No not really, not yet anyway … but it made you look! We’re still watching and waiting for the first minke of the season to turn up and what with Icelandic whaling ships getting ready to set sail any day now we’re even keener than ever to start seeing minkes in Scottish waters, a safe haven from the whalers harpoons. Iceland have given themselves a quota of 200 minke whales for this season … 200 too many … and its heartbreaking to think that some of those 200 may end up including whales that we’ve sighted from our survey site in recent times!
(For more information on the common minke whale and research projects visit our online Species Guide and associated “Species of the Month” blog – where minkes are the flavour of April!)
The weather in this part of the world really does have to be experienced to be believed … 4 seasons in one day is an understatement! From blue skies and sunshine one minute, to watching a storm roll in across the Minch towards us the next. (Bad weather however means that the Icelandic whalers won’t get out whaling so there is always a positive to every negative – and we are secretly delighted to hear the gale warnings in place for the south east coast of Iceland!) But as you’d expect, the storms soon blow themselves out and generally move off to the south, after depositing a hefty amount of rain! We even had hailstones and snow the other day – and yes we did check it wasn’t just volcanic fall-out!!!
One unsung spectacle this far north are the glorious beaches that hug the coast. White sands and green water could lead you believe that you’re not in Scotland after all and are in fact on some far flung tropical beach! Then again … a quick nod to the gloves, hats and scarves brings you back to the correct co-ordinates on the map!
Some sad news to share is that of a recent marine mammal casualty … it wasn’t at the hands of the navy but at the teeth of a dog! The local marine mammal medic (our friend Ian French) was contacted by a concerned local who spotted what turned out to be a 2/3year old male otter who’d been attacked by a dog – poor little thing had a nasty hole in its head and looked as if it would lose the sight in one eye. Ian was taking him off to one of the local wildlife sanctuaries to get the attention he deserved. We’ll keep you updated on the little chaps progress (the otters that is, not Ian’s!) but we’re hoping he’ll make a full recovery and be able to be released back to where he was found – where hopefully the irresponsible dog-owner will no longer be! The very least they could have done is informed someone of their dog’s behaviour and tried to get some help for the otter … makes you wonder where people’s morals disappear to at times!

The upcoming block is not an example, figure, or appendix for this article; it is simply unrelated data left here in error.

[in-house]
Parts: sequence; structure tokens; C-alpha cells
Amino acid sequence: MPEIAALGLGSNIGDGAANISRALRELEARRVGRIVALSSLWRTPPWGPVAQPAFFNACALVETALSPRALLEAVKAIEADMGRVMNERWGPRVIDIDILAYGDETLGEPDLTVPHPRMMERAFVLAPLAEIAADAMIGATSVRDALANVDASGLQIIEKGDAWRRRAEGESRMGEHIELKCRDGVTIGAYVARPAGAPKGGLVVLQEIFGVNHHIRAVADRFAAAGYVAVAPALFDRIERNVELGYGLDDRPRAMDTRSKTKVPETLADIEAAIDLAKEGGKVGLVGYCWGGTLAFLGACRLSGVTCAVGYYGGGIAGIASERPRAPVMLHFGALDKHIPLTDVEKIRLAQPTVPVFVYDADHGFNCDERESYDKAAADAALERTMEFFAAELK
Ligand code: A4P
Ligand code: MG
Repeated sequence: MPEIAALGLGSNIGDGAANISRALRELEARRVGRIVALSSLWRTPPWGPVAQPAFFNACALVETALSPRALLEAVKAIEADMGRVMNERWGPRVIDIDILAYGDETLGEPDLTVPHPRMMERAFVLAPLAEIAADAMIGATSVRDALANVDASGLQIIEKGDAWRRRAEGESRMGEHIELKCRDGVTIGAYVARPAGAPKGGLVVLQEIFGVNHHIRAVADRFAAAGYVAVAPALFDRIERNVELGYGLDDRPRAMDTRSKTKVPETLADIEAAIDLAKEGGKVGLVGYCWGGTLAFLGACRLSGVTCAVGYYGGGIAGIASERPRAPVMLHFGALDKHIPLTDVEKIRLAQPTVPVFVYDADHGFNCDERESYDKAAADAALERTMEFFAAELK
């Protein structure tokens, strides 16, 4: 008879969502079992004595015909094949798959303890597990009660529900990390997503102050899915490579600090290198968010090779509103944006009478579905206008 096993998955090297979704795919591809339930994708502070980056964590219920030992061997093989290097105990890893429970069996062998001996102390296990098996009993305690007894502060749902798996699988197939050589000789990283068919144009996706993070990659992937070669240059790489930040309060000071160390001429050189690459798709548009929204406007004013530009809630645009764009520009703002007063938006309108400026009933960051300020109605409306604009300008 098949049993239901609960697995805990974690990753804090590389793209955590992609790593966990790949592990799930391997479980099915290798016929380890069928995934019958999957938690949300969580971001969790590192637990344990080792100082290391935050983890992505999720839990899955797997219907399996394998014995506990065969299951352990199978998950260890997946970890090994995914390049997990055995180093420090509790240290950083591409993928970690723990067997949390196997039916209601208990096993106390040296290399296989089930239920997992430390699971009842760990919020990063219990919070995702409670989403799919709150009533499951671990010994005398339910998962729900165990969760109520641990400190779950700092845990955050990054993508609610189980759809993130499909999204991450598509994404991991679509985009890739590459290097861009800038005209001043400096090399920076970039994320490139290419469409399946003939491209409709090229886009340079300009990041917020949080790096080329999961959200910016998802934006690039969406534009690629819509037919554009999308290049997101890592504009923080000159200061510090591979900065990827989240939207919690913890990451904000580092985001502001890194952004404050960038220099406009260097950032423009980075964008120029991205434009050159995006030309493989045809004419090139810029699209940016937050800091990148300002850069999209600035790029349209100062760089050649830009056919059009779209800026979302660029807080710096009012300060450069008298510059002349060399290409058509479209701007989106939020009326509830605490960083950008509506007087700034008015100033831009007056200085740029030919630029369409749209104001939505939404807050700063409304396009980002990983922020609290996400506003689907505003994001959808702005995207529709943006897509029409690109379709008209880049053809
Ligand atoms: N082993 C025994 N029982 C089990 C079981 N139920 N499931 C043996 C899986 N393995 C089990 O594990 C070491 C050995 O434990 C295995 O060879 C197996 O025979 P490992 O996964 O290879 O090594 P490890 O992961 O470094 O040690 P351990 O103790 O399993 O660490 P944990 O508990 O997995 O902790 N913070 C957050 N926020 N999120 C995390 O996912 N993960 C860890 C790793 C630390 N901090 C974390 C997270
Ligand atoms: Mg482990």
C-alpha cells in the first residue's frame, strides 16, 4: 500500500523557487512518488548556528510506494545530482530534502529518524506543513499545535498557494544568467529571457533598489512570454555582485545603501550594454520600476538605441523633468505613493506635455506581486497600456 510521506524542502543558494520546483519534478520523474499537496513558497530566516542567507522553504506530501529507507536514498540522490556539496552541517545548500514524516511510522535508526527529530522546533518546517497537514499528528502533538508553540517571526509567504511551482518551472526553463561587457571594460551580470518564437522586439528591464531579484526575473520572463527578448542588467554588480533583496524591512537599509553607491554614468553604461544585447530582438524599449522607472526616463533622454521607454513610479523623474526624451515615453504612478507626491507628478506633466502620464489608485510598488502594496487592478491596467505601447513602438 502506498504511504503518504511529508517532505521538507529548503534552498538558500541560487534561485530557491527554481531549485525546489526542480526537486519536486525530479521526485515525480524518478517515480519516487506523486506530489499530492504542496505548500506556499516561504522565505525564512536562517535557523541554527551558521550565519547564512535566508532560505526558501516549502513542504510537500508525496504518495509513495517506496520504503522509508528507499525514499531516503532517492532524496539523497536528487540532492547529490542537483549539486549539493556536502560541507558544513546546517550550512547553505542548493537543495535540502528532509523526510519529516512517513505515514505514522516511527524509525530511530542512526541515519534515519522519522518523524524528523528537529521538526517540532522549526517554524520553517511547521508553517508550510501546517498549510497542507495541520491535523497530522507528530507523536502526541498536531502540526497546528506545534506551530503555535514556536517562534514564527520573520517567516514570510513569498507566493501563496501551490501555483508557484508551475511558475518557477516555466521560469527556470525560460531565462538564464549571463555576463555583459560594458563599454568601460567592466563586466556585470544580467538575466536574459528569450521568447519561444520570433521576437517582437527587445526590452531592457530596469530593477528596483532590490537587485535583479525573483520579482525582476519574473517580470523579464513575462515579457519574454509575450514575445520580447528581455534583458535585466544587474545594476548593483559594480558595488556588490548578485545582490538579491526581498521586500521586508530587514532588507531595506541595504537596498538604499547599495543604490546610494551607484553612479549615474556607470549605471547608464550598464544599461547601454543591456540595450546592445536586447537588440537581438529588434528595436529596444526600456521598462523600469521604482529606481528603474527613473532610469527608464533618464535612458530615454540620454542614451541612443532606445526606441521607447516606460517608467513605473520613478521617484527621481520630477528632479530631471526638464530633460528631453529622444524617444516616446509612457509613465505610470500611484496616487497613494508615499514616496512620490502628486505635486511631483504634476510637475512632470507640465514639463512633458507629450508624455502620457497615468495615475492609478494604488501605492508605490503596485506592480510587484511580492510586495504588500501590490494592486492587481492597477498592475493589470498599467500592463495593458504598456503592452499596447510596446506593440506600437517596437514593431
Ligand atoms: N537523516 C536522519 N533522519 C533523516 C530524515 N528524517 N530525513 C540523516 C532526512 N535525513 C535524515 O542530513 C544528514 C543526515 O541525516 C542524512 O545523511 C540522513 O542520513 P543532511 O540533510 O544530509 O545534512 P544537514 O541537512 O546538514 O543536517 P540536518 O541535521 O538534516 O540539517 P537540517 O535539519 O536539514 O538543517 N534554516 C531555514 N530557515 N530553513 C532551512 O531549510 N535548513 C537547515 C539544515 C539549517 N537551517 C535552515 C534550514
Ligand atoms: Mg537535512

It would appear that the Joint Warrior exercise is over as all the navy ships have left the area (it’s been busy every day that we’ve been here) and the fishing boats are back out in force. A sense of calm has fallen over the Minch, the waters are running free of warships and submarines and it’s certainly a much quieter place to be!
And so it’s back to our minke vigil over the Minch … on this our penultimate day the conditions couldn’t be better and if there’s anything out there, we’ll see it! (Already got a few nice harbour porpoise sightings down for the day!) Hopefully we’ll also be treated to another outstanding Wester Ross sunset (with a breaching minke in the foreground?) …. You just never know up here, so fingers are crossed!!